In recent articles I’ve discussed how concentration of suppliers (for all businesses) and customers (in the B2B environment) can radically increase risk to the business. Yet what about customer risk in the B2C environment? If you have many consumers as customers, where does the risk come from?
The key risk is substitution – where a consumer switches from buying your product to something else that fills their needs, typically a direct competitor. Sometimes the switch is temporary and sometimes permanent. A dominant company with a long track record against established competitors would argue that its customer base is steady and unlikely to defect, but it happens:
As an example, I’d like you to consider a time of extreme economic uncertainty, a time of potential existential threat to many, a time when politically power-struggles took place around a negotiation table yet also saw prominent leaders gunned down by extremists. Police couldn’t control the populace so the Military were called in. Ordinary citizens carried guns, some moved towns or even emigrated seeking safety elsewhere. The private security industry boomed. Those without a “Plan B” stockpiled foods, protected their homes and prepared for a long-lasting siege.
Could this time have been the USA during a Hurricane that flooded parts of a major city, destroyed homes and left many without electricity for weeks? Could it have been Greece during the height of the Euro crisis? Bosnia? The Czech Republic? Syria? Egypt? Libya? It could have been any of these, and the reality is that it could happen near you with little notice. However the example I will discuss comes from 1994 – in the months preceding South Africa’s general elections – the elections that would mark the transition to that countries’ peaceful democracy.
The consumer switch happened during the elections, but it took a while to figure out that a lasting change had happened, which meant that nearly a year after the event I got a call from a client asking for help understanding a problem. Their sales in the category had dropped around the time of the 1994 elections (i.e. ‘existential crisis), and their market share hadn’t recovered. They had gone from being dominant in a category to be the 2nd biggest player, having lost about 30% market share. Their calculations showed that they’d lost this share in just 1 quarter, on a business that had been very predictable over 30 years of its history. So what had happened?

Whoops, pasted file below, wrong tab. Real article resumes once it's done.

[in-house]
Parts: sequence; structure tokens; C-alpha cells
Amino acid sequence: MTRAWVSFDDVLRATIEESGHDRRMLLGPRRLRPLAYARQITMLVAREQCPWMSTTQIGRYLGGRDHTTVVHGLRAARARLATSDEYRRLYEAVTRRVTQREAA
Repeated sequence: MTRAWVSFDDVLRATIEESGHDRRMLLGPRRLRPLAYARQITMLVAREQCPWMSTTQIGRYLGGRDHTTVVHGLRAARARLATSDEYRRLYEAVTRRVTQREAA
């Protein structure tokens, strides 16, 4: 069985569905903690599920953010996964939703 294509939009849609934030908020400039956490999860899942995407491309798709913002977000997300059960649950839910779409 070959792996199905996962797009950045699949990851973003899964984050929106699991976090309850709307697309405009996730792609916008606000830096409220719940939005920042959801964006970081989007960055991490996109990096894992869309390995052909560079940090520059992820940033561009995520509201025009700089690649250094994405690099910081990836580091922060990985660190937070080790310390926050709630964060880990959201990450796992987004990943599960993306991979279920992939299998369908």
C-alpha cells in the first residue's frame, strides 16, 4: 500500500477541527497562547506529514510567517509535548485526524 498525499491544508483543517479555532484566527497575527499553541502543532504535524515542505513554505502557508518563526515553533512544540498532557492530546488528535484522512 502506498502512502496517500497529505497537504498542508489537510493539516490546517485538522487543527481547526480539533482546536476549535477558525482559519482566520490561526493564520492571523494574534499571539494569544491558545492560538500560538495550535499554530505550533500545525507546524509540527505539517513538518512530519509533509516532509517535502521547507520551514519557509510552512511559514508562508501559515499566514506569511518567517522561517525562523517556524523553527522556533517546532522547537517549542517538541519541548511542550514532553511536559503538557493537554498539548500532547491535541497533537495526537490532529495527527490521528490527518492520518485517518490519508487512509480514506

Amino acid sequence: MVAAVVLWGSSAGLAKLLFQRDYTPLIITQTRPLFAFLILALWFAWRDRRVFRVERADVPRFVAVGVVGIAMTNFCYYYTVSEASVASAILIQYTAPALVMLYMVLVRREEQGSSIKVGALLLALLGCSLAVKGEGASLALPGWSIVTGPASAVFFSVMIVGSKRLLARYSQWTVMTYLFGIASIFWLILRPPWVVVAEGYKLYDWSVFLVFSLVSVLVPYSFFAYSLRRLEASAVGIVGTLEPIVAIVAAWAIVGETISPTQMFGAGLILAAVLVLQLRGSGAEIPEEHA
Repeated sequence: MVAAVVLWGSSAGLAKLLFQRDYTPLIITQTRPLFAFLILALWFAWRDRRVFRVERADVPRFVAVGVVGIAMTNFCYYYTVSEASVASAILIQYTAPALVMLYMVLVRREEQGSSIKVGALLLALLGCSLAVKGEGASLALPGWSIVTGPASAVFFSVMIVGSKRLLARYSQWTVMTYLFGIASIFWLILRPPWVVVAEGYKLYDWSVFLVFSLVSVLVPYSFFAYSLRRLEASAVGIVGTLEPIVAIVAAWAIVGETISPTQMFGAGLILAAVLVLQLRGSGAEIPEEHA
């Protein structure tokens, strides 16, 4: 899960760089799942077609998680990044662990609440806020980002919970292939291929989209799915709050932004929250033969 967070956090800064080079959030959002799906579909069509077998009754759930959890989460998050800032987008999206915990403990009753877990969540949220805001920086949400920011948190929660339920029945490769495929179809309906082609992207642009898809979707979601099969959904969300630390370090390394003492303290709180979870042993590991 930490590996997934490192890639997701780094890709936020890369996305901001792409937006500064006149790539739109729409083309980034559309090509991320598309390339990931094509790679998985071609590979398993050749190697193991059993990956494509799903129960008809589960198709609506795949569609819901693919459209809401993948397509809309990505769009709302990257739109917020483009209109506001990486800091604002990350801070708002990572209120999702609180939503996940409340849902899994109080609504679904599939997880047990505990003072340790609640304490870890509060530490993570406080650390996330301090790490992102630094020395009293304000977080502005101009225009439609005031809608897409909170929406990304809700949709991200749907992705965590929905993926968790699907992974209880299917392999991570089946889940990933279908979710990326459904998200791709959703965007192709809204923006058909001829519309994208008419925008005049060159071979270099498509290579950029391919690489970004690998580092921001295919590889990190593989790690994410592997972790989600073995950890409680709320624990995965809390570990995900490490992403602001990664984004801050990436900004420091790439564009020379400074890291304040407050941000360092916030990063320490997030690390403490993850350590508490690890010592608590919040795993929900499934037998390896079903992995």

The company that had lost market share sold powdered milk. Powdered milk competes with fresh milk and long-life milk (and of course Soy products but they are a very small part of the pie). With the crisis of the elections looming their international parent had adopted a ‘wait and see’ attitude that in turn had been adopted by the local branch. Given that many foresaw a prolonged civil war this wasn’t entirely a bad decision. So they kept production going but didn’t make any new investments into new machinery or push sales. Marketing campaigns were kept simmering along – after all, what’s the point of investing in marketing when the world is about to end?
Most consumers took a different approach: they stockpiled at least some reserves of essential items. Milk is pretty high on this list but you can’t stockpile fresh milk. So they stockpiled their old favourite alternative – the powdered milk made by my client. Then stocks ran out. Any retailer will tell you that a stock-out can be disastrous because you risk losing a sale that you’d otherwise have made. In this case the consumers couldn’t find what they wanted, so they bought the alternative – long-life milk, where a new brand had been released about 5 years previously with limited success (since most consumers hadn’t really tried it yet). The retailer didn’t lose a sale but my client did. The consumer bought something they were unsure of, under the duress of a potential existential threat.
What happened next is that the elections went peacefully. Production of all milk products carried on, but powdered milk never regained its pre-election share. The reason is that consumers who had bought the long-life brand now had it in their homes and they actually tried it. They were surprised to find that it tasted very good and they preferred this taste to powdered milk. So they permanently switched products and never went back.
Even with the election and the stockpiling consumers wouldn’t have switched if there’d been sufficient stock of their old favourite, but a lack of stock gave the consumers enough motivation to try a competing product and that permanently changed the fortunes of two companies in the market, one at the expense of the other. A big business with steady revenues and stable growth lost 30% of its market share in a single quarter to an established competitor.
So how low-risk is your business? What would it take for your consumers to switch to an alternative product or brand? Will it take an existential crisis or something far less threatening and far more common, like a new advertising campaign or better packaging? Which long-term threats will prove to be opportunities for you: climate change, rising energy costs, the rise of the hyper-connected world, or the shift in power towards China? Or will the next Marikana spark a series of events that transforms a peaceful democracy into another African civil war? What will we stockpile this time?